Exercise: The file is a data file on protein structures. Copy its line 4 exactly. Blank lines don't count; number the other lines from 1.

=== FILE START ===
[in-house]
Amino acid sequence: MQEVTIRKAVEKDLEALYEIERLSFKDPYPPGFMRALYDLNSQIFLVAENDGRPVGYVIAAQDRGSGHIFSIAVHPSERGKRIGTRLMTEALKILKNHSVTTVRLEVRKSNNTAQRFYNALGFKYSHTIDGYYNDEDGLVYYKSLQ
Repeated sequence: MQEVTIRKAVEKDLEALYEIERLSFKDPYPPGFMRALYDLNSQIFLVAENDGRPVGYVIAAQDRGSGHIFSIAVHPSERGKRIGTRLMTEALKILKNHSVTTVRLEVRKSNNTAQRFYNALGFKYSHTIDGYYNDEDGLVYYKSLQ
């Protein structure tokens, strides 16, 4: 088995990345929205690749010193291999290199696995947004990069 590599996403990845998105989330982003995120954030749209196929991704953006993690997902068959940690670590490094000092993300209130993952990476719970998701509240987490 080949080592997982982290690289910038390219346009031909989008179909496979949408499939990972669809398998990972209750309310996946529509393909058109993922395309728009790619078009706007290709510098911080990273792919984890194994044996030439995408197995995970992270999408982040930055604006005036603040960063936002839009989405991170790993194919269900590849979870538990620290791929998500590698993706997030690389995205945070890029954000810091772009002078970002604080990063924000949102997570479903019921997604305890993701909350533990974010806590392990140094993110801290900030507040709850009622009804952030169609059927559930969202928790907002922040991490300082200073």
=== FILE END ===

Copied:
């Protein structure tokens, strides 16, 4: 088995990345929205690749010193291999290199696995947004990069 590599996403990845998105989330982003995120954030749209196929991704953006993690997902068959940690670590490094000092993300209130993952990476719970998701509240987490 080949080592997982982290690289910038390219346009031909989008179909496979949408499939990972669809398998990972209750309310996946529509393909058109993922395309728009790619078009706007290709510098911080990273792919984890194994044996030439995408197995995970992270999408982040930055604006005036603040960063936002839009989405991170790993194919269900590849979870538990620290791929998500590698993706997030690389995205945070890029954000810091772009002078970002604080990063924000949102997570479903019921997604305890993701909350533990974010806590392990140094993110801290900030507040709850009622009804952030169609059927559930969202928790907002922040991490300082200073």